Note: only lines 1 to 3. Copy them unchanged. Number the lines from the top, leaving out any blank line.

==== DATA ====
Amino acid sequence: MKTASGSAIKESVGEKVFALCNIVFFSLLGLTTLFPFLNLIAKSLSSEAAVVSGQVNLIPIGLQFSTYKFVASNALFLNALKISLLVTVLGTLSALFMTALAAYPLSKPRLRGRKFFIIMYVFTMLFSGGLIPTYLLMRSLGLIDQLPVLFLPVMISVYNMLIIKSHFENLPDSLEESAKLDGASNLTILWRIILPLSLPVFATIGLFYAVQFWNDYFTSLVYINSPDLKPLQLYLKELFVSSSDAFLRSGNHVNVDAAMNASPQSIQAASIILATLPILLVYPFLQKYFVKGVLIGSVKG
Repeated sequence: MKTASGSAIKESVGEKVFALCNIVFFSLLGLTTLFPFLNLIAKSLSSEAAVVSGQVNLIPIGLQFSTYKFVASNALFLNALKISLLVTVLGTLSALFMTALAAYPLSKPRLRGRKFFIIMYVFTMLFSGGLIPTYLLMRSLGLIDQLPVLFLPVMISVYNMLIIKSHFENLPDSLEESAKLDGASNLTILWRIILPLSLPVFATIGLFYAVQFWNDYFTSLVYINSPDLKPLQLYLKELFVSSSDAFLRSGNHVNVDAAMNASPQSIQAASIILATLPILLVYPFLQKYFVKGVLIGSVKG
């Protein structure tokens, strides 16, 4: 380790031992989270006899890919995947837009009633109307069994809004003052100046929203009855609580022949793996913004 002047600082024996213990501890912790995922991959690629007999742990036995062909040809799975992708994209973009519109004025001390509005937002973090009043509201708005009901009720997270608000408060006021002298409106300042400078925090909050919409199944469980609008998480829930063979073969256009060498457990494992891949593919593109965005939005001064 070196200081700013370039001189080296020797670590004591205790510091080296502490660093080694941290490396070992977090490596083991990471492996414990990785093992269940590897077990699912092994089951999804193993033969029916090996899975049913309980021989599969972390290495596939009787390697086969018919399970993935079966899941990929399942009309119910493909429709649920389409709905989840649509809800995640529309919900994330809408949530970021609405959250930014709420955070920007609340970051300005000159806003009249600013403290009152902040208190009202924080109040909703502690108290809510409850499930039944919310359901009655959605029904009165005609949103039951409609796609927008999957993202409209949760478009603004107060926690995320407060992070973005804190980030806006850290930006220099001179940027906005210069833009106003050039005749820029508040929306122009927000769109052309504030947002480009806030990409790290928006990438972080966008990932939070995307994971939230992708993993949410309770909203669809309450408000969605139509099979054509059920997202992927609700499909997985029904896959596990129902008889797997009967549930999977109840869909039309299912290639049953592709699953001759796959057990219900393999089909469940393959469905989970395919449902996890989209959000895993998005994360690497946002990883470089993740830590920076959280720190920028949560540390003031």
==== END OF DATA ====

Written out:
Amino acid sequence: MKTASGSAIKESVGEKVFALCNIVFFSLLGLTTLFPFLNLIAKSLSSEAAVVSGQVNLIPIGLQFSTYKFVASNALFLNALKISLLVTVLGTLSALFMTALAAYPLSKPRLRGRKFFIIMYVFTMLFSGGLIPTYLLMRSLGLIDQLPVLFLPVMISVYNMLIIKSHFENLPDSLEESAKLDGASNLTILWRIILPLSLPVFATIGLFYAVQFWNDYFTSLVYINSPDLKPLQLYLKELFVSSSDAFLRSGNHVNVDAAMNASPQSIQAASIILATLPILLVYPFLQKYFVKGVLIGSVKG
Repeated sequence: MKTASGSAIKESVGEKVFALCNIVFFSLLGLTTLFPFLNLIAKSLSSEAAVVSGQVNLIPIGLQFSTYKFVASNALFLNALKISLLVTVLGTLSALFMTALAAYPLSKPRLRGRKFFIIMYVFTMLFSGGLIPTYLLMRSLGLIDQLPVLFLPVMISVYNMLIIKSHFENLPDSLEESAKLDGASNLTILWRIILPLSLPVFATIGLFYAVQFWNDYFTSLVYINSPDLKPLQLYLKELFVSSSDAFLRSGNHVNVDAAMNASPQSIQAASIILATLPILLVYPFLQKYFVKGVLIGSVKG
């Protein structure tokens, strides 16, 4: 380790031992989270006899890919995947837009009633109307069994809004003052100046929203009855609580022949793996913004 002047600082024996213990501890912790995922991959690629007999742990036995062909040809799975992708994209973009519109004025001390509005937002973090009043509201708005009901009720997270608000408060006021002298409106300042400078925090909050919409199944469980609008998480829930063979073969256009060498457990494992891949593919593109965005939005001064 070196200081700013370039001189080296020797670590004591205790510091080296502490660093080694941290490396070992977090490596083991990471492996414990990785093992269940590897077990699912092994089951999804193993033969029916090996899975049913309980021989599969972390290495596939009787390697086969018919399970993935079966899941990929399942009309119910493909429709649920389409709905989840649509809800995640529309919900994330809408949530970021609405959250930014709420955070920007609340970051300005000159806003009249600013403290009152902040208190009202924080109040909703502690108290809510409850499930039944919310359901009655959605029904009165005609949103039951409609796609927008999957993202409209949760478009603004107060926690995320407060992070973005804190980030806006850290930006220099001179940027906005210069833009106003050039005749820029508040929306122009927000769109052309504030947002480009806030990409790290928006990438972080966008990932939070995307994971939230992708993993949410309770909203669809309450408000969605139509099979054509059920997202992927609700499909997985029904896959596990129902008889797997009967549930999977109840869909039309299912290639049953592709699953001759796959057990219900393999089909469940393959469905989970395919449902996890989209959000895993998005994360690497946002990883470089993740830590920076959280720190920028949560540390003031």